Green Party says New York’s draft climate plan is too weak to avoid climate collapse
ALBANY, NY – 12/13/21 - The Green Party of New York (GPNY) said that the initial draft climate plan by the Climate Action Council falls far short of adequately responding to the Code Red for the Planet warning issued by the world’s scientists in the IPCC (Intergovernmental Panel on Climate Change).
Green Party of New York
For Immediate Release
December 13, 2021
GPNY officers said the climate plan must be amended to be clear that the era of fossil fuels is over. They urged the non-governmental members on the Council to bring various issues up for a vote at the December 20 meeting, starting with a motion to halt all new fossil fuel infrastructure in the state, including any expansion of natural gas in buildings (such as NYC is planning to do). The Council should also vote to end subsidies to fossil fuels, which would include holding fossil fuel companies financially responsible for the damages they cause. The Climate Action Council should enact statewide building codes to immediately require all new buildings to be carbon-free. GPNY also said the plan needs specific short-term timelines, activities and funding to achieve its goals.
"It is time for New York to formally declare a climate emergency, acknowledging that it poses an existential threat to the future of our state's residents. Elected officials must find the courage to stand up to the fossil fuel industry and their wealth and campaign contributions. The goals agreed to in the CLCPA need to be treated as the floor, not the ceiling. Meaningless slogans like 'net zero by 2050' are designed to protect the fossil fuel industry," said Mark Dunlea, co-chair of the Green Party of the United States EcoAction Committee and GPNY's 2018 candidate for State Comptroller.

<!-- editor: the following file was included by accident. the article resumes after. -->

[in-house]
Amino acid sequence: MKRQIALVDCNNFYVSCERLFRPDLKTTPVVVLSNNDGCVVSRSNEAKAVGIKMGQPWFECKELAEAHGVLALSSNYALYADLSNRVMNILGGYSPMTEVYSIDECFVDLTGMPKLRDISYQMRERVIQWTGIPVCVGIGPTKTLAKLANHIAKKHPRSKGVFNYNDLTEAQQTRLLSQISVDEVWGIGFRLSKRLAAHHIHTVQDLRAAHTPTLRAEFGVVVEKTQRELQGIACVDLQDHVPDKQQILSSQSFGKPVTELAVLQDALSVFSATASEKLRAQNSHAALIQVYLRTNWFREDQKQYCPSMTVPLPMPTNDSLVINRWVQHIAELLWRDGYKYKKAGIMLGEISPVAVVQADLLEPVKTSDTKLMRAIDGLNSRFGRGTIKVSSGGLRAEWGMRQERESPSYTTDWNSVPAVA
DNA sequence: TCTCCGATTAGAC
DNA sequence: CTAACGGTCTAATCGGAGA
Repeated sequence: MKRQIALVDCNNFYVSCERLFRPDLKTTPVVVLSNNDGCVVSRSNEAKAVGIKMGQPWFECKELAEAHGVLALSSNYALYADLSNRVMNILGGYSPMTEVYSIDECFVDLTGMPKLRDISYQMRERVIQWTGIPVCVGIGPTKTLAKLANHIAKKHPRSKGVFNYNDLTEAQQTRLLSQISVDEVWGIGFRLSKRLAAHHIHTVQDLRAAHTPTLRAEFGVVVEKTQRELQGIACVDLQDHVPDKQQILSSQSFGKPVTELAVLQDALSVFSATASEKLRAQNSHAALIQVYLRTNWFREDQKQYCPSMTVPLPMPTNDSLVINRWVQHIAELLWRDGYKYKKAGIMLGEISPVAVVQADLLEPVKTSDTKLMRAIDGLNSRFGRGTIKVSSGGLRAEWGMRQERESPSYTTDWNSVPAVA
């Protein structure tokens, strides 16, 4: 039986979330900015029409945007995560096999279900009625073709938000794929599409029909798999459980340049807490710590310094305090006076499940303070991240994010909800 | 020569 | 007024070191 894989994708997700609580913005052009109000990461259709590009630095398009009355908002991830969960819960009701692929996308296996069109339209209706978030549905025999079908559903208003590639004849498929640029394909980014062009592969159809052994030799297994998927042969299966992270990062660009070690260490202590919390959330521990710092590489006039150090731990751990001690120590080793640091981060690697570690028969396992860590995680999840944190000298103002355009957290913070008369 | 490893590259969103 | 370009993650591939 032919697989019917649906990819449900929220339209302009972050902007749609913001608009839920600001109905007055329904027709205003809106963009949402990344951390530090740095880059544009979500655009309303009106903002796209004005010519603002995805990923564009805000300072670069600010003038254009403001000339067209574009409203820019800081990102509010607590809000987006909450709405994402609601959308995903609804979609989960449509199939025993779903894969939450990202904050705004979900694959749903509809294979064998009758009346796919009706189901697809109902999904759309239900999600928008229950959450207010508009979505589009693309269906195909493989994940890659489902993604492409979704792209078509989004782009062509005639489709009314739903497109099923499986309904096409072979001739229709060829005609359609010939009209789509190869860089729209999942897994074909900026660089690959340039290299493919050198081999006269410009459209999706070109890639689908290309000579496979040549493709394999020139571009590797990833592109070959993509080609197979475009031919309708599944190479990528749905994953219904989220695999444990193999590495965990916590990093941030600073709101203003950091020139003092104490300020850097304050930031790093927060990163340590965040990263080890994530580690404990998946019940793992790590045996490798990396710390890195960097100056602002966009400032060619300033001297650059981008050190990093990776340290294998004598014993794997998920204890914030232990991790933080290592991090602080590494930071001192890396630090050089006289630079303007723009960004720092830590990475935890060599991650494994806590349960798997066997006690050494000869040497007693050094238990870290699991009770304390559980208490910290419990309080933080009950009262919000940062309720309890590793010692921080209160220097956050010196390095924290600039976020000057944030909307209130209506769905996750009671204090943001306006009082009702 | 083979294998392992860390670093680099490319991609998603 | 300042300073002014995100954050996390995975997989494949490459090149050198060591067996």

In order to avoid climate collapse, global warming needs to be kept below 1.5 degrees C. The world will exhaust its remaining carbon budget under this goal in 7 years with its current rate of emissions. With the world governments at COP26 failing to take the needed action at its recent meeting in Glasgow, the necessity for strong state action is more critical than ever.
The Green Party and 190 other community, labor and faith groups had championed the "Off Fossil Fuels / 100% Renewable Energy by 2030" legislation that was far stronger than either the CCPA or the compromise CLCPA. Their proposal sought to enact the recommendations of the 2013 study by Cornell and Stanford professors showing how the state could transition to 100% clean renewable energy by 2030. Under their plan,
- 40% of the state's electricity would come from offshore wind, which the state has finally begun to develop.
- The legislation would have required all new vehicles in the state to be carbon emission-free by 2025, required new buildings to be carbon-free by 2020
- have a goal of zero emissions by 2030
- had a much faster timeline for the adopting of a binding, enforceable climate action plan
- had a stronger Just Transition requirement.
- It also would have required local governments to adopt their own climate action plan, something the CLCPA fails to require.
GPNY spokespeople said that the Plan should also include support for a Green New Deal, combining a rapid transition to clean renewable energy with an Economic Bill of Rights. The Party first proposed a Green New Deal in Howie Hawkins' 2010 Gubernatorial race.